A collie is a dog whose most prominent feature is its long snout. It has remarkable intelligence and care as a herding dog -- they are the only dogs that are careful enough to herd chicks. Collies are intelligent enough that it is easy to train them with just praise, though unkind words may drive them off and abuse will drive them crazy. This dog is representative of the "look like a wolf" philosophy of herding dog breeding (as opposed to the Old English Sheepdog, which looks like a sheep).

Collies come in two types of coat length, short and rough. They have a wide variety of coloration: there is sable (the coloration most people think of when they think of a collie, largely brown on top, white on the bottom with some black mixed in on the top of the head and ears), tricolor (Largely jet black on top with a brown snout and a white underbelly), blue Merle (similar to tricolor, but with a bluish-grey mottled effect), and rarely as a bi-color or bi-black with a white belly.

Collies are very active dogs, requiring a large yard to live in and regular exercise. Collies are good with children and excellent watchdogs, though they are territorial. A collie will gently watch over a baby yet not hesitate to corner and bark down an intruder. However, they are not suited for guard dog duty, being more bark than bite. Collies shed twice a year.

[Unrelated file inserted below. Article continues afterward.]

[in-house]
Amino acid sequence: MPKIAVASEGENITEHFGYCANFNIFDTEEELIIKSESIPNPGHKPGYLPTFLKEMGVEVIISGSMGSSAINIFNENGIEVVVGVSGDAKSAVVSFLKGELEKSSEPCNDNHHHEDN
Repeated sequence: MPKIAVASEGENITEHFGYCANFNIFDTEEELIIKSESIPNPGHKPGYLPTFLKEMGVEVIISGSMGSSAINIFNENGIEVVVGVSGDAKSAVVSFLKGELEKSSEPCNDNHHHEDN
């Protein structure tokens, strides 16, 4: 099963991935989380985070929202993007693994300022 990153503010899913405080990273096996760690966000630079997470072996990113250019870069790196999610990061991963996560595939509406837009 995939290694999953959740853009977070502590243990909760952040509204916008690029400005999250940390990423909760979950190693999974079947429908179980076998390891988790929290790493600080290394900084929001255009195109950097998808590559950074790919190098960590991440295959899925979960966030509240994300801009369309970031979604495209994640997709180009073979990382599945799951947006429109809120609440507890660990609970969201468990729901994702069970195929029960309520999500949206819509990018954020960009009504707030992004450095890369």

The word collie/colly/colley means black in Scottish Gaelic, and that was apparently originally the dominant color of these dogs, who were first called 'Colley Dogs'.

Collies are best known in the United States through the tv show Lassie, the title character being a sable rough-coat collie who lives with a farming family.


Updates: Wuukiee tells me that Shetland sheepdogs don't shed constantly, but twice a year, so my comment to the effect that Shelties shed constantly has been removed. Wuukiee also told me that they come as bi-colors.

Col"lie (?), n. [Gael. cuilean whelp, puppy, dog.] Zool.

The Scotch shepherd dog. There are two breeds, the rough-haired and smooth-haired. It is remarkable for its intelligence, displayed especially in caring for flocks.

[Written also colly, colley.]

 

© Webster 1913.

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